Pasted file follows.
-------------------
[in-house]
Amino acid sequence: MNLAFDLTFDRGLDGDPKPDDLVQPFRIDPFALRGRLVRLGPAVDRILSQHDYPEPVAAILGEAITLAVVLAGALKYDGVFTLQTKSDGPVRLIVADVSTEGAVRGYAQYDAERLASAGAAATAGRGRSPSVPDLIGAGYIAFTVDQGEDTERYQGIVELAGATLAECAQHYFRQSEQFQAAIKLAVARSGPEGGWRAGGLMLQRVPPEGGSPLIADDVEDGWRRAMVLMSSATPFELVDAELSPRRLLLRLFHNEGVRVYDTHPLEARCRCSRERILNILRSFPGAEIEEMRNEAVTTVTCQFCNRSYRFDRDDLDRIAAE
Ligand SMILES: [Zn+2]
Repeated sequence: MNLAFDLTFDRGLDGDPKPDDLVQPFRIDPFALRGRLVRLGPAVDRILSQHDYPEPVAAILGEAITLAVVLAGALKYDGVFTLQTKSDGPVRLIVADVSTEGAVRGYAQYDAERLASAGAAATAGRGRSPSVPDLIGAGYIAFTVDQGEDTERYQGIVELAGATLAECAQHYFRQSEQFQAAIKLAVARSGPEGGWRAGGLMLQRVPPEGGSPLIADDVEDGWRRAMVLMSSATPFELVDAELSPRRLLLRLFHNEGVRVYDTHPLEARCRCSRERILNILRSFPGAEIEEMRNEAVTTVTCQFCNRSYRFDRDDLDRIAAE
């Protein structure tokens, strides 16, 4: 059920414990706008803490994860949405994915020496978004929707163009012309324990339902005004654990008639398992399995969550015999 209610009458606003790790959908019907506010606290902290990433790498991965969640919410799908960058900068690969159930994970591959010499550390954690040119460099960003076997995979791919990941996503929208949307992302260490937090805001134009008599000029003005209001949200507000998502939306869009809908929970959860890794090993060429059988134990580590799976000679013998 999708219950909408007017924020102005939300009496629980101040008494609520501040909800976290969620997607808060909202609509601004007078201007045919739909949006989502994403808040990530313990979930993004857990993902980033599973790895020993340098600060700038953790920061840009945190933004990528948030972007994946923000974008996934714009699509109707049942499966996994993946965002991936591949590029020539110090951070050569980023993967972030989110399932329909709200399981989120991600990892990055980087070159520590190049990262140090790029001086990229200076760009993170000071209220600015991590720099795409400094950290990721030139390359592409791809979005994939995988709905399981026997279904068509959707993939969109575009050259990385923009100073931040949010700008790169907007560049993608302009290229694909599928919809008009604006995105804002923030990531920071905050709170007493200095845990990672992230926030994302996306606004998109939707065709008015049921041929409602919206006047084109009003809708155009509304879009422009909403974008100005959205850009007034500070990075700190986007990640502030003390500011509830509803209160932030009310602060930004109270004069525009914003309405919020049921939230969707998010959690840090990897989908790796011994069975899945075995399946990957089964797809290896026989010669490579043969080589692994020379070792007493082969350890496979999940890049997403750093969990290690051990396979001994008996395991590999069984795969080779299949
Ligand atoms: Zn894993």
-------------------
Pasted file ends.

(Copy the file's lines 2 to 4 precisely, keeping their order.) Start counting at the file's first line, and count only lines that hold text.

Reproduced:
Amino acid sequence: MNLAFDLTFDRGLDGDPKPDDLVQPFRIDPFALRGRLVRLGPAVDRILSQHDYPEPVAAILGEAITLAVVLAGALKYDGVFTLQTKSDGPVRLIVADVSTEGAVRGYAQYDAERLASAGAAATAGRGRSPSVPDLIGAGYIAFTVDQGEDTERYQGIVELAGATLAECAQHYFRQSEQFQAAIKLAVARSGPEGGWRAGGLMLQRVPPEGGSPLIADDVEDGWRRAMVLMSSATPFELVDAELSPRRLLLRLFHNEGVRVYDTHPLEARCRCSRERILNILRSFPGAEIEEMRNEAVTTVTCQFCNRSYRFDRDDLDRIAAE
Ligand SMILES: [Zn+2]
Repeated sequence: MNLAFDLTFDRGLDGDPKPDDLVQPFRIDPFALRGRLVRLGPAVDRILSQHDYPEPVAAILGEAITLAVVLAGALKYDGVFTLQTKSDGPVRLIVADVSTEGAVRGYAQYDAERLASAGAAATAGRGRSPSVPDLIGAGYIAFTVDQGEDTERYQGIVELAGATLAECAQHYFRQSEQFQAAIKLAVARSGPEGGWRAGGLMLQRVPPEGGSPLIADDVEDGWRRAMVLMSSATPFELVDAELSPRRLLLRLFHNEGVRVYDTHPLEARCRCSRERILNILRSFPGAEIEEMRNEAVTTVTCQFCNRSYRFDRDDLDRIAAE